To overcome the shortcomings of conservative treatment, various surgical techniques using metallic or bioresorbable materials have been developed to treat intracapsular fractures of the mandibular condyle. [7],[8],[9],[10] In the literature bicortical screws, [3] microplates, [11] a single titanium screw or pins, [12] two resorbable screws [7] and resorbable pins [10] have been used for the surgical reduction of the intracapsular condylar fractures. Despite the fact that both of the metallic and resorbable fixation devices have advantages and are frequently used in the surgical reduction of the intracapsular fractures, to our knowledge there have been no published study that compare the biomechanical efficacy of these two techniques in the literature.

The purpose of the present study on the synthetic mandible replicas was to evaluate the biomechanical behavior of two different types of osteosynthesis that are used in the operative treatment of intracapsular condylar fractures.


   Materials and Methods Top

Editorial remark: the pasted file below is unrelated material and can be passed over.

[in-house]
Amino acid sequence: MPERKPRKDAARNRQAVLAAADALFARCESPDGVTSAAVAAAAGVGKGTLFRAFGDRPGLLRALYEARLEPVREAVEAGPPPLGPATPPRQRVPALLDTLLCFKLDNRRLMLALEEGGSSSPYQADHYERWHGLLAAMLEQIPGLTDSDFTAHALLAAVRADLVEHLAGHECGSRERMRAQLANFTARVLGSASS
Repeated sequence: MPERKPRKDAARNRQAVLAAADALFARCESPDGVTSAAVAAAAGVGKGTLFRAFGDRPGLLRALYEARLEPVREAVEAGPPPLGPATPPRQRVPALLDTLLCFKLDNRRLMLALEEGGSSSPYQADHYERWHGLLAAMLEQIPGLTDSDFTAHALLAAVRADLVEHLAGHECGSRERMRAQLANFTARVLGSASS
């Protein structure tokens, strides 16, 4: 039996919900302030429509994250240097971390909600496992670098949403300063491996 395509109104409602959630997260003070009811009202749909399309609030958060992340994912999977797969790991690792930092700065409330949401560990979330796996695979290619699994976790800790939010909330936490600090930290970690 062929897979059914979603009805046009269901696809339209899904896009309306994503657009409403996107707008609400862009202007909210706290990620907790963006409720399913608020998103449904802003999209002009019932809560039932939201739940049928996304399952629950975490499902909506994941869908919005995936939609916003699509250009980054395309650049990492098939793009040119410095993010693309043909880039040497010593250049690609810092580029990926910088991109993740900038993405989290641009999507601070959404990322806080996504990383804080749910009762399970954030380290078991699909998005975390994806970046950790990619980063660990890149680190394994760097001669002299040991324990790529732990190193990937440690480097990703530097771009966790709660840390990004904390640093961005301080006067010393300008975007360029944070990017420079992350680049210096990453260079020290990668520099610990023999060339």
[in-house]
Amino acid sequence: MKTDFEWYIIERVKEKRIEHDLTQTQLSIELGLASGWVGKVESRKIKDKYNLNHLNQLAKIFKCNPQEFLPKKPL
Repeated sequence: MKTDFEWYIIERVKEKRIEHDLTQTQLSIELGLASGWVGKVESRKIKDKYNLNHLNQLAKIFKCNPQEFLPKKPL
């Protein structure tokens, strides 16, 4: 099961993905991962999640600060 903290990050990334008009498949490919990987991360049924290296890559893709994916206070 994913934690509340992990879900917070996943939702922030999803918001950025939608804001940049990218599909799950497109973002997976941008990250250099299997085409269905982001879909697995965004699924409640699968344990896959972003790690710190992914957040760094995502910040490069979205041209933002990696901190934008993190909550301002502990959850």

Ten synthetic polyurethane human mandible replicas are having a medullar and a cortical portion (Synbone CF 8596, Malans, Switzerland) were used to carry out the study. Polyurethane mandibles were used to achieve homogeneity between the experimental subjects. Ten polyurethane hemimandibles were randomly divided into two groups (n = 5). Each hemimandible was sectioned with acrylic guide to simulate same fracture line homogeneity. All osteotomies were performed on a standard basis, as follows. The superior border of the osteotomy was set 4 mm inferior to the most concave distal point of the mandibular condyle. A parallel drawing to mandibular ramus axle was performed, and osteotomy continued at 80° for this drawing, ascending from the X point [Figure 1]. Sectioning was performed with a steel disk and electronic micromotor. After sectioning, the first group was fixed with 15 mm long self-tapping 2.0 mm system titanium screws (Titanium Implant System, Ankara, Turkey), and the second group was fixed with 15 mm long 2.4 mm bioresorbable screws (Lactasorb, Biomet, Florida, USA) [Figure 2] [Figure 3] [Figure 4].